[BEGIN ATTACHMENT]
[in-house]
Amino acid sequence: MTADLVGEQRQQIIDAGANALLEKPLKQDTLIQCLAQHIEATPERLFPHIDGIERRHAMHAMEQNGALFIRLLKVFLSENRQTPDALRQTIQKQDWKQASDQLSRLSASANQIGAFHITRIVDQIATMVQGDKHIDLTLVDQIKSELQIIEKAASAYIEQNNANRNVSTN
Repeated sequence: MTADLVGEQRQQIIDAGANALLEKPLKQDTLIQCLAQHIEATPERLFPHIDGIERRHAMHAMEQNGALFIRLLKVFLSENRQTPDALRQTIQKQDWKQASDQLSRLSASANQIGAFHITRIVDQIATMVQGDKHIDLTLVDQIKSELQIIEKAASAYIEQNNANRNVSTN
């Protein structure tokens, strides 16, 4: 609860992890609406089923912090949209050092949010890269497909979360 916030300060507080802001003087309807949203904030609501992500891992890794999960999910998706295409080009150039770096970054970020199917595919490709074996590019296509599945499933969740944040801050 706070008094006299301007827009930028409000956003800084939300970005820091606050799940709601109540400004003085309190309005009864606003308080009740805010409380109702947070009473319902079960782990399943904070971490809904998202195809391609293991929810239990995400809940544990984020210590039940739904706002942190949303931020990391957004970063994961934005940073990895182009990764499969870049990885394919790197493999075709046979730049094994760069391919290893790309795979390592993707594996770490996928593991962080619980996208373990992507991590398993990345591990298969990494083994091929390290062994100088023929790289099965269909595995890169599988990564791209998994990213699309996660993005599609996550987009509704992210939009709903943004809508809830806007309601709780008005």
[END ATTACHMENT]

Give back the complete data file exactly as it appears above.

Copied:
[in-house]
Amino acid sequence: MTADLVGEQRQQIIDAGANALLEKPLKQDTLIQCLAQHIEATPERLFPHIDGIERRHAMHAMEQNGALFIRLLKVFLSENRQTPDALRQTIQKQDWKQASDQLSRLSASANQIGAFHITRIVDQIATMVQGDKHIDLTLVDQIKSELQIIEKAASAYIEQNNANRNVSTN
Repeated sequence: MTADLVGEQRQQIIDAGANALLEKPLKQDTLIQCLAQHIEATPERLFPHIDGIERRHAMHAMEQNGALFIRLLKVFLSENRQTPDALRQTIQKQDWKQASDQLSRLSASANQIGAFHITRIVDQIATMVQGDKHIDLTLVDQIKSELQIIEKAASAYIEQNNANRNVSTN
């Protein structure tokens, strides 16, 4: 609860992890609406089923912090949209050092949010890269497909979360 916030300060507080802001003087309807949203904030609501992500891992890794999960999910998706295409080009150039770096970054970020199917595919490709074996590019296509599945499933969740944040801050 706070008094006299301007827009930028409000956003800084939300970005820091606050799940709601109540400004003085309190309005009864606003308080009740805010409380109702947070009473319902079960782990399943904070971490809904998202195809391609293991929810239990995400809940544990984020210590039940739904706002942190949303931020990391957004970063994961934005940073990895182009990764499969870049990885394919790197493999075709046979730049094994760069391919290893790309795979390592993707594996770490996928593991962080619980996208373990992507991590398993990345591990298969990494083994091929390290062994100088023929790289099965269909595995890169599988990564791209998994990213699309996660993005599609996550987009509704992210939009709903943004809508809830806007309601709780008005």